Saint’s lives often become stories — vignettes describing charming and delightful episodes attesting to their sainthood. This holds true for St. Martin de Porres. St. Martin’s dealings with the rats of Holy Rosary Convent (also known as St. Dominic Convent) in Lima, Peru, are famous. As are his stories of bi-location, he was seen all across Central America, Mexico, and even Japan! Perhaps St. Martin is best known as a healer. He was a barber, an herbalist/pharmacist, a minor surgeon, the convent’s infirmarian, the porter, and performed hundreds of menial tasks. People, especially the poor, sought him out for his skills and his prayers, and St. Martin was more than willing to help.
St. Martin indeed was all of those things, and so much more. He was a lay brother (cooperator brother), a non-ordained man, of mixed race born in 1579 in Lima, Peru. Most importantly, St. Martin was a Dominican friar.
Dominican spirituality takes many forms. I heard in a recent homily a reminder about we Dominicans — we are the Order of Preachers, we stand on the shoulders of an 800 year tradition, we walk in the footsteps of St. Thomas Aquinas, St. Albert the Great, St. Vincent Ferrer, St. Rose of Lima, St. Juan Macias, St. Martin de Porres, we’re the Order of Bl. Fra Angelico and of Bl. Pier Giorgio Frassati.
St. Martin, when he joined the Order that he so admired, became a model of the Order’s motto, Laudare, Benedicere, Preadicare, to Praise, to Bless, to Preach.
In his lifetime, St. Martin was known as a holy man. It is said of St. Dominic, the founder of the Order, that he either talked to God or about God. The same could be about St. Martin. The stories about St. Martin’s prayer life are abundant, he prayed day and night, he would levitate, and many others. Among his many duties was that of bell ringer. The bells rang at 4:30 am and St. Martin was there waking up the parish to come and worship the Lord.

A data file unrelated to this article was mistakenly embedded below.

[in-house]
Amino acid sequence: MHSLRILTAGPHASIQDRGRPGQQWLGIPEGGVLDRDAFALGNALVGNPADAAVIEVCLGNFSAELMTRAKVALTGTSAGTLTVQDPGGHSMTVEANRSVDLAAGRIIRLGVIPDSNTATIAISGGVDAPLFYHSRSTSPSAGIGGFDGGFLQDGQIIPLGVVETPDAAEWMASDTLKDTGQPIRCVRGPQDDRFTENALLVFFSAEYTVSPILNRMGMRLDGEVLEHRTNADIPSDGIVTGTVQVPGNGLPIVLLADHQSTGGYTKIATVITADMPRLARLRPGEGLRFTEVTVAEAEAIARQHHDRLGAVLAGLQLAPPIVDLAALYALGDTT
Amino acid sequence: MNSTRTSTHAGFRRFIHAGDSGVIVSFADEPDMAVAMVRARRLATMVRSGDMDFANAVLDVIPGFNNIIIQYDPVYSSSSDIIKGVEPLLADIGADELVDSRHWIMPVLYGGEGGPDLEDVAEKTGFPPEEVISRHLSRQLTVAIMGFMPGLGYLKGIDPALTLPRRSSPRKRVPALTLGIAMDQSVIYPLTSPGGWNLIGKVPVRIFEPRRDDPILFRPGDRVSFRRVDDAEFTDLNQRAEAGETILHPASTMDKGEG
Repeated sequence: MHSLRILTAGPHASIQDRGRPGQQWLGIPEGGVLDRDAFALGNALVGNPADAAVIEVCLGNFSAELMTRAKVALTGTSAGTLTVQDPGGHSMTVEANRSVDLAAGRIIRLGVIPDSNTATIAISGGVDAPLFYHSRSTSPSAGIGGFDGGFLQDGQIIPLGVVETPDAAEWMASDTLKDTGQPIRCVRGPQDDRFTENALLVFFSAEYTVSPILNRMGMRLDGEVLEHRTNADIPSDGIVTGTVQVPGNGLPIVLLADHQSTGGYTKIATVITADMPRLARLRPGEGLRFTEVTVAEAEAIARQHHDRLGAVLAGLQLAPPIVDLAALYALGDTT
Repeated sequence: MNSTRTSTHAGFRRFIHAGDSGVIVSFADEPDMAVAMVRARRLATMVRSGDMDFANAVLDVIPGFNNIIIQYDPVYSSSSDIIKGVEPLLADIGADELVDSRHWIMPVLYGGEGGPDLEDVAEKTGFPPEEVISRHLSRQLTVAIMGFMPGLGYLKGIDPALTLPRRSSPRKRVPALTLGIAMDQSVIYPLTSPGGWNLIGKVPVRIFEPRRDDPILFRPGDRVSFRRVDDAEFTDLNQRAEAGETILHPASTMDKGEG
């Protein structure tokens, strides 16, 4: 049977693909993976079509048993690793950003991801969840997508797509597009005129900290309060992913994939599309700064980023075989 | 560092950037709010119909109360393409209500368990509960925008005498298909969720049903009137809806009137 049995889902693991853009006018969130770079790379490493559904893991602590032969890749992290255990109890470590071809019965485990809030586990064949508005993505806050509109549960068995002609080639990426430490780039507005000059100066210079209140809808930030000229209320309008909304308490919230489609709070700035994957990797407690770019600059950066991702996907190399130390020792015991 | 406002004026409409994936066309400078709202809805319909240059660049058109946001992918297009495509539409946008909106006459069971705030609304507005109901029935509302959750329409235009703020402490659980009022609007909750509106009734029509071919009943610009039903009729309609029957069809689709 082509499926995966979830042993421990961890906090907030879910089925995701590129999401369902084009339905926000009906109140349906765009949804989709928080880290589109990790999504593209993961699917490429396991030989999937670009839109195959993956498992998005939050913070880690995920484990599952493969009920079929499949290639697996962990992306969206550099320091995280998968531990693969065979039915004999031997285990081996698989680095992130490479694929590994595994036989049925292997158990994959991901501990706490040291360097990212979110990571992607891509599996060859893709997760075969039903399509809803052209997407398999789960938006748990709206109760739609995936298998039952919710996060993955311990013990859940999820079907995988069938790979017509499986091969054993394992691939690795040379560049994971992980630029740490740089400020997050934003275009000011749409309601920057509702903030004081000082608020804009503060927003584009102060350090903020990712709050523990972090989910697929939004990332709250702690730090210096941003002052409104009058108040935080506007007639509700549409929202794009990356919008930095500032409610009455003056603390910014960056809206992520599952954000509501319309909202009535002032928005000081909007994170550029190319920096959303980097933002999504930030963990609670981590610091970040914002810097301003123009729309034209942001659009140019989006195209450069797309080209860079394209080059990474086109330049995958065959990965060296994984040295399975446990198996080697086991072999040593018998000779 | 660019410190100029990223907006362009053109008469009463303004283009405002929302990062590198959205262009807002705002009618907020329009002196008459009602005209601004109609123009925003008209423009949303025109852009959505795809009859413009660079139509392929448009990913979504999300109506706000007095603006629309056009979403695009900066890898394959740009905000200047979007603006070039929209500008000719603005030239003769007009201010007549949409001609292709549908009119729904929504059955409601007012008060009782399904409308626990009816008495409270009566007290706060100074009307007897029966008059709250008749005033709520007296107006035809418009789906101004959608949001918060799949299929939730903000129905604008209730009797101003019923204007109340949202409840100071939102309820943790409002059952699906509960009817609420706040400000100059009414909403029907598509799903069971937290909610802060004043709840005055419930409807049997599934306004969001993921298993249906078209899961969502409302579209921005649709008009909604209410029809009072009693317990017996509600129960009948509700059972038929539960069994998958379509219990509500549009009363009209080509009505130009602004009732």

While St. Martin is well known today as a doctor and healer, he didn’t always get the results we may think of — some of his patients didn’t recover from their illnesses. But people still came, especially the poor. They came in hope of healing, but once they arrived and met St. Martin, they knew they were blessed. St. Martin would help all those he could, giving of his time and even of his own food. To the poorest he would even give up his own bed. One of St. Martin’s “prescriptions” was prayer, Mass, and time with the Lord. St. Martin cared for the body and the soul.
St. Martin didn’t deliver any homilies from the pulpit, yet he rarely missed an opportunity to tell others of the Good News of Christ. As the porter and the distributor of food to the poor, St. Martin talked to countless people on a daily basis. His love for God and His people could be seen in his words and his works. It is said that St. Martin never complained about the many, many menial tasks he had to perform. Perhaps this was so because the tasks gave him the opportunities to tell others about Christ! Ever since I was a novice I’ve been told that a good Dominican never turns down an opportunity to preach!
The Dominicans were founded in 1216 for preaching and the salvation of souls, and throughout the centuries friars like St. Martin have been exemplars, showing us how to do this. St. Martin teaches us how to praise, to bless, and to preach!
These icons and more can be seen at the St. Martin de Porres Shrine and Institute in Memphis, TN. And for more on St. Martin de Porres, check out Br. Joe's most recent preaching video: "How to Celebrate St. Martin."